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Curr Cancer Drug Targets. 2013 Sep;13(7):791-810.

Use of single nucleotide polymorphism array technology to improve the identification of chromosomal lesions in leukemia.

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Institute of Hematology "L. e A. Seràgnoli" Department of Experimental, Diagnostic and Specialty Medicine, University of Bologna, Bologna, Italy, Via Massarenti, 9 - 40138 Bologna, Italy.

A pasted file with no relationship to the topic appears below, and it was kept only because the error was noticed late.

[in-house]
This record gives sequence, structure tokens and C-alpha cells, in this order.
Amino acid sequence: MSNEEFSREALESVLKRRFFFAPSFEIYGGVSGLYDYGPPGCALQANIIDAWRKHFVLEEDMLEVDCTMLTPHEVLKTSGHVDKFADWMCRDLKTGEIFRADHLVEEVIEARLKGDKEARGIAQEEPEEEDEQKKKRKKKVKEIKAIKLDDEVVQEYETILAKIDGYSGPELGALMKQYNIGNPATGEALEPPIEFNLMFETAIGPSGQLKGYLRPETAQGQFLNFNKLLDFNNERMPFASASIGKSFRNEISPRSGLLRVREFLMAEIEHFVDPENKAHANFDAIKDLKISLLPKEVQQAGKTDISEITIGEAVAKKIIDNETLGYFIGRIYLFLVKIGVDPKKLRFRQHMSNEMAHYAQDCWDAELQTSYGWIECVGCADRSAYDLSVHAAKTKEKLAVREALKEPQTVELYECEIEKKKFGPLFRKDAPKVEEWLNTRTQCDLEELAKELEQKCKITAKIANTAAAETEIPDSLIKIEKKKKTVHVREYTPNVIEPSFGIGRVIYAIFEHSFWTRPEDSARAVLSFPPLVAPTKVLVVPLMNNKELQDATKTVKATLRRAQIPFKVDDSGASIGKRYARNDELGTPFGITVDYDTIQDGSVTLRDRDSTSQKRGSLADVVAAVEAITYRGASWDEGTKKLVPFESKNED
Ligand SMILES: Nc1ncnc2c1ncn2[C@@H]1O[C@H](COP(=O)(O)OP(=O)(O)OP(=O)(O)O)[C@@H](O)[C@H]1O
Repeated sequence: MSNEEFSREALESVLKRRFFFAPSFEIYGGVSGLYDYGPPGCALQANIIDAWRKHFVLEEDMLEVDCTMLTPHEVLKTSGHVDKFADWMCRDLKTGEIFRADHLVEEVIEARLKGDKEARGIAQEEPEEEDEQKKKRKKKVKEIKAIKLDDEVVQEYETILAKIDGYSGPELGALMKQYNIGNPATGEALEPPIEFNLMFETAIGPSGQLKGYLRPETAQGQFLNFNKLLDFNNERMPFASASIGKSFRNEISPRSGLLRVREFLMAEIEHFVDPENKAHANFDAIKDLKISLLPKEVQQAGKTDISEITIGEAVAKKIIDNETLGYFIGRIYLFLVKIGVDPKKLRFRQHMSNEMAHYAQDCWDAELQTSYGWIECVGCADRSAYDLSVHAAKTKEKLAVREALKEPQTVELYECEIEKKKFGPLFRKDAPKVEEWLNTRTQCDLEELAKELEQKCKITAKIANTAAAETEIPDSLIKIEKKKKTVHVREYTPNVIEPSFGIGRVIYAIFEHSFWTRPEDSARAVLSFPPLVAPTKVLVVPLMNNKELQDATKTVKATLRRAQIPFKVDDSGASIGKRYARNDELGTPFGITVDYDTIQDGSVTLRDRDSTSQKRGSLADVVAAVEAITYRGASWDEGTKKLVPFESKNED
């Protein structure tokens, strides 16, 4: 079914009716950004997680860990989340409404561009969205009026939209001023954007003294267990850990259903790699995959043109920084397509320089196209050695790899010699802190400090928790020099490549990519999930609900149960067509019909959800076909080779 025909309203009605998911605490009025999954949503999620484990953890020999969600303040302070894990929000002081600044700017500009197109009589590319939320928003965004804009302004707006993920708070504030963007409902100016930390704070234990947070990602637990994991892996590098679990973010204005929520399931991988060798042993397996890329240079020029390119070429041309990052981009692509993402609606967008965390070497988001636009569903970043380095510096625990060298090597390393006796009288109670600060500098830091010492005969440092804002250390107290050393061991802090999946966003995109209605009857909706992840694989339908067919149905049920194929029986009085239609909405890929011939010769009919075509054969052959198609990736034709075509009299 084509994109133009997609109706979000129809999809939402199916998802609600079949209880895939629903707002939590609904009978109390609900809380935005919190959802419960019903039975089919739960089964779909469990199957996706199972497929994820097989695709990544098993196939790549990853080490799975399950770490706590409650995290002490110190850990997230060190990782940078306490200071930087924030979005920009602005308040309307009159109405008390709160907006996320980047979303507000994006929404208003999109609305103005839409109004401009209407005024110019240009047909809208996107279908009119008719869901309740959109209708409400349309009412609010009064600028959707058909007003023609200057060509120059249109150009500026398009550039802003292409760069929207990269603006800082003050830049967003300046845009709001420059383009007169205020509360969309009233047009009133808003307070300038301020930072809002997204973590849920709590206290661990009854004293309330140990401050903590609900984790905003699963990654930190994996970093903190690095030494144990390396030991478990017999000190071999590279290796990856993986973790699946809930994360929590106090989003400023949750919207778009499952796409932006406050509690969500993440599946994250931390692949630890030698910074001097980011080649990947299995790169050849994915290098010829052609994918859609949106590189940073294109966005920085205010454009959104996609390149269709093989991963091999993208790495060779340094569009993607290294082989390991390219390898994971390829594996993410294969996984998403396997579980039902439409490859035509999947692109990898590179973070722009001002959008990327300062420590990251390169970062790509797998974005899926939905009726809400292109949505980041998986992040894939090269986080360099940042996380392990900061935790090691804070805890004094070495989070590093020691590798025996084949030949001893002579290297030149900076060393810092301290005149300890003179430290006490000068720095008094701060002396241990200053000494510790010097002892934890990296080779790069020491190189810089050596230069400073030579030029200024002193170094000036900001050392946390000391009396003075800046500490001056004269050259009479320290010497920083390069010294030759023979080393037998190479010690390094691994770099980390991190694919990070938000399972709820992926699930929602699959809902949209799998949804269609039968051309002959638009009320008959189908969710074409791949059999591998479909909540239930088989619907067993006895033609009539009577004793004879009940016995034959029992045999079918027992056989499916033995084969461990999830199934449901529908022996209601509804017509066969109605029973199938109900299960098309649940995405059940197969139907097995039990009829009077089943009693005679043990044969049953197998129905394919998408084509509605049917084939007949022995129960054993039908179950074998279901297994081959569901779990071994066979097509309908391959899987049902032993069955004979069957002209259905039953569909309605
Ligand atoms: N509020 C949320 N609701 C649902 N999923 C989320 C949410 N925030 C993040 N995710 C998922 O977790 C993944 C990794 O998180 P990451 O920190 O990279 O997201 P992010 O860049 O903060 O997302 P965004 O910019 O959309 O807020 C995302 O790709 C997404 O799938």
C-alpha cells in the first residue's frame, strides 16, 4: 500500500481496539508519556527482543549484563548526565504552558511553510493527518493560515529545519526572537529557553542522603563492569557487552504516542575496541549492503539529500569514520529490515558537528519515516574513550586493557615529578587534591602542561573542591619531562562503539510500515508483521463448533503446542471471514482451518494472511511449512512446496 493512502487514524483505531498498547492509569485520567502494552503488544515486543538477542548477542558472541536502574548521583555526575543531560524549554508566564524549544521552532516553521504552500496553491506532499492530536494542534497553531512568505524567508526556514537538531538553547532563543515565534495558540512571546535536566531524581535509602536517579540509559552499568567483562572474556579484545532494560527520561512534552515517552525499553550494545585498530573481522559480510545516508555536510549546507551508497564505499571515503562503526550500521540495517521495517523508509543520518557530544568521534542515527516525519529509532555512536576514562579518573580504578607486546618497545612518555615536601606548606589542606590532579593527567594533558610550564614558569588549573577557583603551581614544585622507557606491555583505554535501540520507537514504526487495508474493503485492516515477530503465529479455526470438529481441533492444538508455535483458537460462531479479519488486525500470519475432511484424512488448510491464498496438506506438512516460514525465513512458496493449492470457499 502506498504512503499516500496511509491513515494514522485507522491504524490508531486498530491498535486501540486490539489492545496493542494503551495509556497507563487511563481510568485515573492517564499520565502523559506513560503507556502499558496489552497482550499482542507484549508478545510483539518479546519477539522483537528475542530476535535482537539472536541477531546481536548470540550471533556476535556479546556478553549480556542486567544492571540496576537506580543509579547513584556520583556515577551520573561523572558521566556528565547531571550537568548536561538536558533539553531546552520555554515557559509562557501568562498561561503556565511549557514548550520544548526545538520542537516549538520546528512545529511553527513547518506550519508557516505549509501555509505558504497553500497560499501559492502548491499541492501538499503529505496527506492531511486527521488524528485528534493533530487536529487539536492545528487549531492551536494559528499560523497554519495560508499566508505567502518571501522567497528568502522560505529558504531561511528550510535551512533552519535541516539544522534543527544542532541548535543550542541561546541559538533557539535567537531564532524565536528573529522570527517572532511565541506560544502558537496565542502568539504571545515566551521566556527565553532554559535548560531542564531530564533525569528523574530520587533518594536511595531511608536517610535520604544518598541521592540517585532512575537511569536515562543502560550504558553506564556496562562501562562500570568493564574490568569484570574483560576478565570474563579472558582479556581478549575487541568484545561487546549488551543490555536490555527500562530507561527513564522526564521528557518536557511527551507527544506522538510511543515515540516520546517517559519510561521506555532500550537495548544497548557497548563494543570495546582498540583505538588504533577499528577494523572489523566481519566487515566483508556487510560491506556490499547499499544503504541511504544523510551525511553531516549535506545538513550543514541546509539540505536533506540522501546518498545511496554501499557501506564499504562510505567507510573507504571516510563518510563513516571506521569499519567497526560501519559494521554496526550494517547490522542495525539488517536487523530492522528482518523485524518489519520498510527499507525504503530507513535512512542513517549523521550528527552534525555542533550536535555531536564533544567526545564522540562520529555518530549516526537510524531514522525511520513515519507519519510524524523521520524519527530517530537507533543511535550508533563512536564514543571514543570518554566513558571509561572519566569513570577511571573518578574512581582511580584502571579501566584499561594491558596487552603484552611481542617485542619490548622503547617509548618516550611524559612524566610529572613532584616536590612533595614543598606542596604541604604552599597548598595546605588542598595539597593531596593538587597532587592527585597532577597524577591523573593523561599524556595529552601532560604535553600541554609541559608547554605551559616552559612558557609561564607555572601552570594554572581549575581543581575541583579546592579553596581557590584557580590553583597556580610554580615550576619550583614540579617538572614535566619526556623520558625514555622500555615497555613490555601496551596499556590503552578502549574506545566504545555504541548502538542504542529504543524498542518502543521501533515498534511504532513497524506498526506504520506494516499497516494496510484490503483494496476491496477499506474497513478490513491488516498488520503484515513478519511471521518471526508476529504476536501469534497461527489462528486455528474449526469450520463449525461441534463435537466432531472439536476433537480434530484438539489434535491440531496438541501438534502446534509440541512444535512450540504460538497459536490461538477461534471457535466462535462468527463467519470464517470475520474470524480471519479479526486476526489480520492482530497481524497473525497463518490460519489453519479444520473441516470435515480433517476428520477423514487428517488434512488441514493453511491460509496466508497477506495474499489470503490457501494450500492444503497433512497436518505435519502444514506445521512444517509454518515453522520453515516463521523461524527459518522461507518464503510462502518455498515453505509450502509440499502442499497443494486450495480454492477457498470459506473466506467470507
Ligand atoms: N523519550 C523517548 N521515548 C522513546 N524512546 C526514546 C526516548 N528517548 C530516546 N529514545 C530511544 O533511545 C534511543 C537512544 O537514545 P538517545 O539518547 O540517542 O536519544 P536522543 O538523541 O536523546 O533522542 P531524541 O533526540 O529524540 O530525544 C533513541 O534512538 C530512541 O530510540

Acute leukemias are characterized by recurring chromosomal and genetic abnormalities that disrupt normal development and drive aberrant cell proliferation and survival. Identification of these abnormalities plays important role in diagnosis, risk assessment and patient classification. Until the last decade methods to detect these aberrations have included genome wide approaches, such as conventional cytogenetics, but with a low sensitivity (5-10%), or gene candidate approaches, such as fluorescent in situ hybridization, having a greater sensitivity but being limited to only known regions of the genome. Single nucleotide polymorphism (SNP) technology is a screening method that has revolutionized our way to find genetic alterations, enabling linkage and association studies between SNP genotype and disease as well as the identification of alterations in DNA content on a whole genome scale. The adoption of this approach for the study of lymphoid and myeloid leukemias contributed to the identification of novel genetic alterations, such as losses/gains/uniparental disomy not visible by cytogenetics and implicated in pathogenesis, improving risk assessment and patient classification and in some cases working as targets for tailored therapies. In this review, we reported recent advances obtained in the knowledge of the genomic complexity of chronic myeloid leukemia and acute leukemias thanks to the use of high-throughput technologies, such as SNP array.

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